KB Sundarambal and SG Kittappa
Kodumudi Balambal Sundarambal hailed from Kodumudi, a small town near Trichy and was born in 1907 on the wrong side of the tracks in abject poverty. As the legend goes she was left with no option than to resort to begging, singing for alms and copper coins in running trains in and around Trichy which was then the headquarters of the privately owned South Indian Railway, (S.I.R). incorporated in England.That was the period railways in India were in the private sector and were incorporated in England with their stocks and shares quoted on the London Stock Exchange.
There were many of them with the more prominent being, Madras and Southern Mahratta Railway.... Bombay Baroda and Central Indian Railway... Bengal Nagpur Railway... Great Indian Peninsular Railway... and South Indian Railway. These British owned private companies enjoyed a monopoly until railways were nationalized after India became a free nation on August 15, 1947.
The Nizam of Hyderabad who was during his heyday one of the ten richest men of the world had his own railway known as the Nizam State Railway. It had many facilities for passengers like fans in compartments which the British - owned railways did not have except in the first class compartments mostly used to by white skin travelers.
During that period the railways allowed beggars of both sexes to freely move around the lower class compartments asking for alms by singing popular movie song hits of the day. Indeed if a move song which became a popular with this class of beggars it came to be known in Tamil as 'Picchakaran pāttu!' (songs fit for beggars!) One such song ayyA siru pEN Ezhaiyin pAl " sung by the well-known Madras socialite, singer and actress Tanguturi Suryakumari in the hit film " Adrishtam" (1939) was extremely popular with the begging class in South India.
In Northern India and also in some parts of the South, a Hindi song from the super hit "Kismet", ab tErE sivA kOn mErA was extremely popular and formed part of the repertoire of class of beggars moving on trains and also on terra firma. After nationalization it was prohibited as it was considered against Indian culture!
Even as a little girl Sundarambal was blessed with the natural feel and flair for music and possessed an excellent voice. Her voice had an astonishingly wide range absolutely fascinating even though it was totally untrained. It was so malleable that she could reach high octaves with seemingly effortless ease which even trained classical Carnatic musicians found it difficult to achieve. Dame Destiny smiled on the little girl when she was discovered while singing and begging on trains by a South Indian Railway official of Trichy, an amateur stage actor, impresario, talent - scout, and play producer, F. G. Natesa Iyer.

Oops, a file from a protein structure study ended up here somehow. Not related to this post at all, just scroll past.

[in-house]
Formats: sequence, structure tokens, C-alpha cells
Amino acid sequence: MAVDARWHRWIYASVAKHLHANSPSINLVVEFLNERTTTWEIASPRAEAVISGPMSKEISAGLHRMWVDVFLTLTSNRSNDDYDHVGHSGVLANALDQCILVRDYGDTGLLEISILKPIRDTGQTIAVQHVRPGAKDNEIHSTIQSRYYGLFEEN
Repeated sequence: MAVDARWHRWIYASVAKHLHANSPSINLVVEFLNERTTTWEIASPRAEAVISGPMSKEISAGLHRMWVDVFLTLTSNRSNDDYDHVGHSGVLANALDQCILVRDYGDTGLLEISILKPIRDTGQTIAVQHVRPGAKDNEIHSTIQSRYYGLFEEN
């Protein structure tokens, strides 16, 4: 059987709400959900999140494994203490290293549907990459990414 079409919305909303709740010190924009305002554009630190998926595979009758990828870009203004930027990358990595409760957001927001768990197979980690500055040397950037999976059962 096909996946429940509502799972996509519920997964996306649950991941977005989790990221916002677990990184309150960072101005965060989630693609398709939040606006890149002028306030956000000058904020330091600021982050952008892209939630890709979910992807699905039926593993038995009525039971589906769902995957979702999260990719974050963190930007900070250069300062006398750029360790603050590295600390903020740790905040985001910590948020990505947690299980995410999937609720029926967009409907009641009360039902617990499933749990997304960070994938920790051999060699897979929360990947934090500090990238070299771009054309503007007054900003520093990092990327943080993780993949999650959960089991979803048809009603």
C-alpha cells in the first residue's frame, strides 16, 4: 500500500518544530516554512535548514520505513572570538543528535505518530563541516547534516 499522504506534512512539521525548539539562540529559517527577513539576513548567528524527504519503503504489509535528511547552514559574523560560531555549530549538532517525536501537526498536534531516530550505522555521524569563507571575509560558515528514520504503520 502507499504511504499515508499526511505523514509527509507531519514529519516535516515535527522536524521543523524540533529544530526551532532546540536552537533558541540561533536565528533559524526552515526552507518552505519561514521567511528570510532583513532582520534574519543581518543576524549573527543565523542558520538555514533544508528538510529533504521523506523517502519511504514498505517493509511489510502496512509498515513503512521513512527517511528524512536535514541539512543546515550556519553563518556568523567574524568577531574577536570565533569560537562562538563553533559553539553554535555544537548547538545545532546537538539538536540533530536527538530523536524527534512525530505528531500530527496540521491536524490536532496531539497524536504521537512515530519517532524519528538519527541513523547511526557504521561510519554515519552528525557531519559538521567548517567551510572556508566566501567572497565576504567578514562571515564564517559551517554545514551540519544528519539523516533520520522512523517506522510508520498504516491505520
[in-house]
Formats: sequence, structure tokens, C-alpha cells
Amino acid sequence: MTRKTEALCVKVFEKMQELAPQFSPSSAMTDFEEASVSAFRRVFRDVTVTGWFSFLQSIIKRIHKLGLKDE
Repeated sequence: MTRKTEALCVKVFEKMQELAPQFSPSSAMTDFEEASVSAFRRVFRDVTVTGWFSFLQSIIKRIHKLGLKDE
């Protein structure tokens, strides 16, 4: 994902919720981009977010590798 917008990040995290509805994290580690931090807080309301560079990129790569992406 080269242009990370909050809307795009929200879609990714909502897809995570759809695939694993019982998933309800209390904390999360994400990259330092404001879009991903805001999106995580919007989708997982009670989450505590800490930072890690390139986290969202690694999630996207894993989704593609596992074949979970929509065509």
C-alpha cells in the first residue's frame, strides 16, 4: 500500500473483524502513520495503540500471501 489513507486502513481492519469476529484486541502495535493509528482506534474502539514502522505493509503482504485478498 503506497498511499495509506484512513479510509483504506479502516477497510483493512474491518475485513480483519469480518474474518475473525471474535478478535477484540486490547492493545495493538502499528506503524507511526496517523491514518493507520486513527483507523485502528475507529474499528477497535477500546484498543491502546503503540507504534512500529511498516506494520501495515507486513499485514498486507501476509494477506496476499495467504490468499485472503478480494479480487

Natesa Iyer was thrilled to the core by the voice of the poor girl, her singing skills, and feel and fair for music. Without much ado he took her under his wing and introduced her to Tamil theatre. Success came seeking Sundarambal fast thanks to her musical talents. Her stage plays like "Valli Thirumanam", "Pavalakodi", "Harishchandra" and others were great hits during those days.
Like others successful stage stars she too traveled beyond the high seas to the neighboring countries. It was while she toured Sri Lanka (then Ceylon) that she met S.G. Kittappa. That strange factor called 'body chemistry' took over and before one could say 'Shencottah Kodumudi!' they fell in love and began to live together as man and wife. It was a case of love on first site!
The two were famed as a pair and their biggest hit was "Valli Thirumanam" with Sundarambal as Valli and Kittappa as Lord Muruga but later the two exchanged their roles with much success even during shows in a town or village. This interchange of roles turned out to be a box-office ingredient per se and drew large crowds, who cheered them, every line in their dialogue and song which transported them to the yonder world of joy.
Old timers still recall the heated discussions about the exchange of roles and whether Kittappa did better as Muruga or Valli! In some of the rich towns and villages in Chettinad enthusiastic patrons would place bets on who was a better performer. They also threw solid silver coins on stage as tokens of their admiration of the performance. Truly those were the days!
The couple became a major draw and came to be treated soon as cult figures. Soon they took part in the Indian Freedom Movement and were ardent patriots and supporters of the Indian National Congress party and idolized great leaders of the Indian Freedom Movement, like Mahatma Gandhi, Pandit Motilal Nehru, Bal Gangadhar Tilak, Desabandhu Chittaranjan Das, Lala Lajpat Rai and others. Like a true patriot Sundarambal always wore khadhi.
Sundarambal recorded gramophone discs in praise of the Indian Freedom Movement and national leaders. When Pandit Motilal Nehru passed away she sang 'PaNDita mOtilAl nEruvai in the raga hindustAn kApi. This disc was a bestseller and is today a collector's item. Indeed many of her gramophone discs became best -sellers and were invariably acquired by every other household in South India.
A long song by her refers to the historic and shocking incident of the Jallianwala Bagh Massacre... Lord Birkenhead who was the Secretary of State for India Mahatma Gandhi and Jawaharlal Nehru. This interesting but now sadly forgotten song was obviously written by the noted theatre person lyricist and patriot Madurai Bhaskara Das. Most of these gramophone discs were on sale for a mere two annas or twelve paise (one eighth of a rupee!)
In later years one of her songs with the most famous line Enna Ennna Ennna became famous and the words Enna Ennna Ennna became very popular as an idiom and catchphrase among Tamilians.